“I’ve always considered myself someone from the streets, and that my music represents people who run their hustle in the streets,” says Puentes. “When I heard ‘Quiero Andar Al 420’, I knew that Ely was the right woman to make music with in Mexico.”
“My music belongs to mi raza, the people who work in the fields, the kitchens—from them to the most narco,” says Quintero. “I saw Rosa’s vibe as kind of rebellious, underground, very barrio. We have slightly different cultures and live in different places. But I knew este vieja es de las mías.”
Their corrido will be seen as the latest chapter in this wave of urbano-regional crossover led by the SoCal corridos verdes of Rancho Humilde and its artist Natanael Cano, who infamously featured on Bad Bunny’s first corrido. This year alone has seen the release of rapper Simpson Ahuevo’s rancho-adulating single “Arre,” and the just-released collaboration between Cano and Baja California trapero El Alemán. Quintero and Puentes’ song is being released in a two-track EP with Mexico City producer Brun OG’s trap remix of “Quiero Andar Al 420”.
But Mexican artists have been exploring the intersection of such rhythms almost since they have existed. Regional music expert Leo Gallegos pinpoints the first such experimentation as an unbelievable stand-alone single by Tigres del Norte called “Rap Norteño” that concludes with the lyrics, “Aunque me gusta la música extranjera/Como la moda yo se que es pasajera/Pero hay que darle cada cosa su valor.” It came out in 1991, the same year as Tupac Shakur’s debut All Eyez On Me.
The historic hybrid can be seen as a result of artists who are driven to reflect the reality of life on the streets. For Puentes, making music about violence is a kind of therapy. “It has to come out somehow because if it doesn’t, it will give me cancer,” she says. “There aren’t many correct ways that a person can deal with all the stories that they’ve lived.”
“I felt a responsibility to go show why I deserve a fucking corrido,” she continues. “No, I don’t kill people. But I’m a jefota de las malandras.”
Still, surprising differences between reggaetón and regional are revealed on the trip to Culiacán. A corridos singer and composer that Ely works with links up, only to spend a full minute fist bumping with Rosa’s tour manager (the only man in the group) before he is reminded that he hasn’t greeted the women—including his collaborator and an artist who has traveled across the country to record with them.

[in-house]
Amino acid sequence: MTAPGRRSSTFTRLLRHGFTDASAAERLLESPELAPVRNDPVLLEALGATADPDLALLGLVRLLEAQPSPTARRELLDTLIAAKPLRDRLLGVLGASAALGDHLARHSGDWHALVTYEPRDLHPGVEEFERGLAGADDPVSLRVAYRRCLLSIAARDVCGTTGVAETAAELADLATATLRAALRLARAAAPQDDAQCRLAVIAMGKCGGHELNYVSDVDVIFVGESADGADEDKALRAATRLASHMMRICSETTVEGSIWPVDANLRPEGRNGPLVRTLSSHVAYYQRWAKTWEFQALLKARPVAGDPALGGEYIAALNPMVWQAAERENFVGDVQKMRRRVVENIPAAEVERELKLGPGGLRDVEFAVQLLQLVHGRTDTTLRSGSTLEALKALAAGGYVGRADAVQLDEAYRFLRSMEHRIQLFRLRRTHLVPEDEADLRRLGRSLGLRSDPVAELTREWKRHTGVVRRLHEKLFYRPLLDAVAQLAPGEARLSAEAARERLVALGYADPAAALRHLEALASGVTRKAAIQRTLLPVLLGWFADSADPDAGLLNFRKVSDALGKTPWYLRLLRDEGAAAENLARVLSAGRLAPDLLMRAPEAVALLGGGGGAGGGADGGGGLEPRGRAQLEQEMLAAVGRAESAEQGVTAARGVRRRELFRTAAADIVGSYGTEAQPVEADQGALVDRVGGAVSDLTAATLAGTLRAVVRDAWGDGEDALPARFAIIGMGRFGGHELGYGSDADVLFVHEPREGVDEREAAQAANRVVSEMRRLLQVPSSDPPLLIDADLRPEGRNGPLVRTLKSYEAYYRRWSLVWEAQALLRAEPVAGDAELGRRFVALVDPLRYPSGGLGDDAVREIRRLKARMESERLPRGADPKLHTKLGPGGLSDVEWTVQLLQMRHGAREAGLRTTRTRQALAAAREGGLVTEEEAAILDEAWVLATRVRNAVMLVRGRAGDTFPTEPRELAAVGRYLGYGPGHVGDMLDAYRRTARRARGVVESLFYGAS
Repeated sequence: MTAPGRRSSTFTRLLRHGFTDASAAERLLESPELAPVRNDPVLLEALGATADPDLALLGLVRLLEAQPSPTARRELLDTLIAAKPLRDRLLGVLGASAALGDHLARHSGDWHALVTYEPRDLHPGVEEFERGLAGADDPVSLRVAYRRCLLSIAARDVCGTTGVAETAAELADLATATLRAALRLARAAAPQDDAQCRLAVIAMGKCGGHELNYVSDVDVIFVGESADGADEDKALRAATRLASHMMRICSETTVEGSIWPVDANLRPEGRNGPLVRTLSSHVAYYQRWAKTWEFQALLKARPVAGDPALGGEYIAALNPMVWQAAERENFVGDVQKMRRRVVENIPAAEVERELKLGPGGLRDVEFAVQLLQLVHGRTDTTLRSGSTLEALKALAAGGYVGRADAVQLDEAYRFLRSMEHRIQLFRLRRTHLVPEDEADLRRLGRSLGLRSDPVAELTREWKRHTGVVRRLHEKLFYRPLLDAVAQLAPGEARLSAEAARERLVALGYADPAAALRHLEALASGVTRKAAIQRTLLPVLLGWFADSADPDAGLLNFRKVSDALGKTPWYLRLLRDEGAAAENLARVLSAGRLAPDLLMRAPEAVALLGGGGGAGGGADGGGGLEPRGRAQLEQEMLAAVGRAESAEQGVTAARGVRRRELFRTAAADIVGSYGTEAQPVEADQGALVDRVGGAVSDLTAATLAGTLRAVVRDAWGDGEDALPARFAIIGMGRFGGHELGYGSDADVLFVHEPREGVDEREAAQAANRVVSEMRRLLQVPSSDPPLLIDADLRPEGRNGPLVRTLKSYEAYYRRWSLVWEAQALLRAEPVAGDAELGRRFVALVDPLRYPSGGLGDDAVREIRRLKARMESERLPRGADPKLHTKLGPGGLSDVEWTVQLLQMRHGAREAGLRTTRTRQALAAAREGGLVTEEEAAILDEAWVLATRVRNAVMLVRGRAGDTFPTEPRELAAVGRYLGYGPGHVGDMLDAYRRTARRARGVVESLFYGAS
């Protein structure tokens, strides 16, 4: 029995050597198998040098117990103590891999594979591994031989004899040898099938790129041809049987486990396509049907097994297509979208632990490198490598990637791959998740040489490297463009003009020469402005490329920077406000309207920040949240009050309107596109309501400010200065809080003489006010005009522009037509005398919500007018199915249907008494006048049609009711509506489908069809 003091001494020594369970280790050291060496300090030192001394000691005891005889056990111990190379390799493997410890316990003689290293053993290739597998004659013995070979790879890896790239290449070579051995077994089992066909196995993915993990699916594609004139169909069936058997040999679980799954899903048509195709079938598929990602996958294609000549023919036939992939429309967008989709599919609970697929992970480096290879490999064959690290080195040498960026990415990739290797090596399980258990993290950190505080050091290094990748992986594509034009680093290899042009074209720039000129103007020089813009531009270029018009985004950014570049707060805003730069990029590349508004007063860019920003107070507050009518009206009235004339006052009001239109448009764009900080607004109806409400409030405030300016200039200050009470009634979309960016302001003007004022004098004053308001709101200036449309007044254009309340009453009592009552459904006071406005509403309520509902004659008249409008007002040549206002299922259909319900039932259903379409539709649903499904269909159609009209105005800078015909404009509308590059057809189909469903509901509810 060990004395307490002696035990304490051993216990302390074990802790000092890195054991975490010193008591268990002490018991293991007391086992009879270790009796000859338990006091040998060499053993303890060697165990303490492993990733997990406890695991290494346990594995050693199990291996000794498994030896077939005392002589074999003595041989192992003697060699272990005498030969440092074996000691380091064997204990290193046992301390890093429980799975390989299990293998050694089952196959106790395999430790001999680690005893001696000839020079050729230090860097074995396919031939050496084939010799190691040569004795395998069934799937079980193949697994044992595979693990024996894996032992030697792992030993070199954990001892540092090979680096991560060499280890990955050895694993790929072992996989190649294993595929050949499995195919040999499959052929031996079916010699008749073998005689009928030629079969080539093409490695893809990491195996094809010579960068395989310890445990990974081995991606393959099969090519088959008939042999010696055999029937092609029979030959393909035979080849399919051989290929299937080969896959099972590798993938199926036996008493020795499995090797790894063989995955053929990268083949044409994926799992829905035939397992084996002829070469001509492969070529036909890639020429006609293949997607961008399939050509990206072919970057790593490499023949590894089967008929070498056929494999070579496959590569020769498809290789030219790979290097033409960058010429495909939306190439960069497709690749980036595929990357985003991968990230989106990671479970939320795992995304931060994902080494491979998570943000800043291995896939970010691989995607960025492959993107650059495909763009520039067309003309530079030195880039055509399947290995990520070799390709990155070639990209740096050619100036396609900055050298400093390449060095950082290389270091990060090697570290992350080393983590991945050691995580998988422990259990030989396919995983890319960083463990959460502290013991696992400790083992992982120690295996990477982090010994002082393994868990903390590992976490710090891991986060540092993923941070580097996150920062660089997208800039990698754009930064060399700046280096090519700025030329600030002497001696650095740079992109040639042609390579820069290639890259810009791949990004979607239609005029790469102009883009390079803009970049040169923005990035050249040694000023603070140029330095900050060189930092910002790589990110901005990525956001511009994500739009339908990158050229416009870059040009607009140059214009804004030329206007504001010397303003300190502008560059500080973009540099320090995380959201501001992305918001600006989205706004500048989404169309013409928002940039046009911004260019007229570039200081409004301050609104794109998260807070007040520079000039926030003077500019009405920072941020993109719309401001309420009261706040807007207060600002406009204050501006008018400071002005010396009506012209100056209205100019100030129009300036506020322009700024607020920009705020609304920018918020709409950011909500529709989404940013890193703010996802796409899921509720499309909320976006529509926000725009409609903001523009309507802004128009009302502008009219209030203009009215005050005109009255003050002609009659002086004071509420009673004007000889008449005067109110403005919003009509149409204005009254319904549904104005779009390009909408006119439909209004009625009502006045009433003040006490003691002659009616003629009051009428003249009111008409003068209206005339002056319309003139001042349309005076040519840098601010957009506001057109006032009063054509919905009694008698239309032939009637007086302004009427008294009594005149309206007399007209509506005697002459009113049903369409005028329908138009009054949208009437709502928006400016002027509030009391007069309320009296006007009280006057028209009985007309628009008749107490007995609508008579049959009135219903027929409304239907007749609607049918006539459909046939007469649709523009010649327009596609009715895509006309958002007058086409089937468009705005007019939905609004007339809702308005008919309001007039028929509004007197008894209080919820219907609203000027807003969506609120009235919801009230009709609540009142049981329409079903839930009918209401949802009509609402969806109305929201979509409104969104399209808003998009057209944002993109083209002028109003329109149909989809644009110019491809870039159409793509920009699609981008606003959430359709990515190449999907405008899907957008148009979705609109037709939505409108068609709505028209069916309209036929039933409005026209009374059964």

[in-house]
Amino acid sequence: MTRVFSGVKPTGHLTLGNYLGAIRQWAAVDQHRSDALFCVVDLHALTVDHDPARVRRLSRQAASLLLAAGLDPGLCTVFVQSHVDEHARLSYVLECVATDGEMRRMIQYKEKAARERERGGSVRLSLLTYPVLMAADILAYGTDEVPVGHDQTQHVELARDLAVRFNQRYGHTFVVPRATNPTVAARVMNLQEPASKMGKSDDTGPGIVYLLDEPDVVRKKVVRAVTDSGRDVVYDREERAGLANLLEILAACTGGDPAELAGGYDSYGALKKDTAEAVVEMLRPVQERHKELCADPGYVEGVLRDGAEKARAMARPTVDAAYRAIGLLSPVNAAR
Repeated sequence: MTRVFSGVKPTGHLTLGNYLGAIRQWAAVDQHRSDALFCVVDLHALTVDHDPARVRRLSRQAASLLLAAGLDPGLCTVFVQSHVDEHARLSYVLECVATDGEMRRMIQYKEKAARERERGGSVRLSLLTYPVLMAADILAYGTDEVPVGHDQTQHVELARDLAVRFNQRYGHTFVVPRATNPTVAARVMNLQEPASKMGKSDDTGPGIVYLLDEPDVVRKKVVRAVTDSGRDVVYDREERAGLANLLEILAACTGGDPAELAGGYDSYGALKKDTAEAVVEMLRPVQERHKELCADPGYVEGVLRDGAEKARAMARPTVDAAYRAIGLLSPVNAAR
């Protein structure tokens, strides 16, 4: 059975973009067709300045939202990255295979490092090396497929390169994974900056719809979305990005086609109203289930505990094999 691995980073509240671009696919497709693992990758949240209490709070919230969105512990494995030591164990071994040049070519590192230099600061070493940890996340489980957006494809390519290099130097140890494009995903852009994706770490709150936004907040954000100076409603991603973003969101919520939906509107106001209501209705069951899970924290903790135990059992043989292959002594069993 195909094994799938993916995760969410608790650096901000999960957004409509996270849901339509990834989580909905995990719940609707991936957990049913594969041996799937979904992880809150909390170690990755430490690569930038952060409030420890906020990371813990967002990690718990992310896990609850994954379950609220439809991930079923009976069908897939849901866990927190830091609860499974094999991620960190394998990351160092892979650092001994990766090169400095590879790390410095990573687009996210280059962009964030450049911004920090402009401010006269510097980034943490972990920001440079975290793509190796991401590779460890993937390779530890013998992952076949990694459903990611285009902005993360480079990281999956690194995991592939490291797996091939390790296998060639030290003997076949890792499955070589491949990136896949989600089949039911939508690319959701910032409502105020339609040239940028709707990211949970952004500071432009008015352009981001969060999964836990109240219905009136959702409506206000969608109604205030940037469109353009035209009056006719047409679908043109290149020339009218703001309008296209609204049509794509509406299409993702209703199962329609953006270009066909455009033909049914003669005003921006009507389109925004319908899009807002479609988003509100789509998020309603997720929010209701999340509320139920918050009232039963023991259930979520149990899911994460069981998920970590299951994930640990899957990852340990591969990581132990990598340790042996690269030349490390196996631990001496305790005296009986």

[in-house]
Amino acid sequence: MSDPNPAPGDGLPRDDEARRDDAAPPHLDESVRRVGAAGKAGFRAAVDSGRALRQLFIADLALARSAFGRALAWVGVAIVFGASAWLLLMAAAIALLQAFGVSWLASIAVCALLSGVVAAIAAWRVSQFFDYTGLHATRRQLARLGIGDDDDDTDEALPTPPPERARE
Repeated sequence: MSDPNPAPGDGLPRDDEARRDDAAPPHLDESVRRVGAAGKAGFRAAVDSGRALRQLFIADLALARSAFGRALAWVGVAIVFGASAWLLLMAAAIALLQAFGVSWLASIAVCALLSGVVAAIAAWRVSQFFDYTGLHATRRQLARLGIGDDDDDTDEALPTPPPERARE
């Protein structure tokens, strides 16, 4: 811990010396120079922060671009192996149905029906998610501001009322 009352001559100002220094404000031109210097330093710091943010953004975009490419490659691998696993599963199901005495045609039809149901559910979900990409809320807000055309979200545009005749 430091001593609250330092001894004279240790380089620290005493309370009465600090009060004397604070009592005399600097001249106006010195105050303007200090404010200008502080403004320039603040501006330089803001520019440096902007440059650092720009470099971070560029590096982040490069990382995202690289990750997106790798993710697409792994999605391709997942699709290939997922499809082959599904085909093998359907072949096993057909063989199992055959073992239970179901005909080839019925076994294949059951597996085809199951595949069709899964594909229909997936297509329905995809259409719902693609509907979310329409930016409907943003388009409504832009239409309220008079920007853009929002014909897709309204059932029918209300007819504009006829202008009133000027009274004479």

Ely is tranquil in the face of such challenges, if not accepting. Given the skeptical reaction to her contraceptive-discussing “Almas de Fuego,” it seems likely that Quintero meant to provoke those with limited views on what women are allowed to vocalize about sex. A video on her Youtube channel of an unbelievably magnanimous Quintero diffusing a former assistant’s exhortations that the singer get plastic surgery is another clue to how women are seen—or not—in her world.
In fact; “In the regional music media, I’m always hearing that there are no women,” says Quintero. “That is fake news.” Her recent single with Chiquis Rivera and Helen Ochoa “Destrampadas”—billed as the first collaboration between three women of regional—looked to end that misconception. She drops some names of other corridos singers on the rise; Gaby Romero, Lluvia Arámbula, Dulce Contreras, Villa 5. “They’re the next generation,” Quintero predicts.
“The truth is, reggaetón is already so pop that I don’t really have to deal with those kinds of problems,” reflects Puentes after the trip. “You really don’t imagine how heavy it is in Culiacán, how much that macho energy dominates. After learning that, I respected Ely even more. I don’t think that we women of reggaetón are in a situation at all similar to the women of Mexican regional music. In the Smoke Me Out Fest, which I think is the baddest regional music festival in the world—and you know this—not a single woman has ever stepped onstage.”
In the other room, the chronic has been appropriately prepped, and the crew is ready to shoot. But before the interview ends, Quintero wants to shift the discussion to her own resilience, the ability that her music gives her to address the world.
“I’ve been judged a lot,” she says. “But I’ve also gotten a lot of support. I’m free, I enjoy what I do, what I sing, what I talk about. Inside my head is something I can’t stop when I’m Ely Quintero.” Maybe she’s the underdog, but in her world, the heroes always are.
Watch the video here: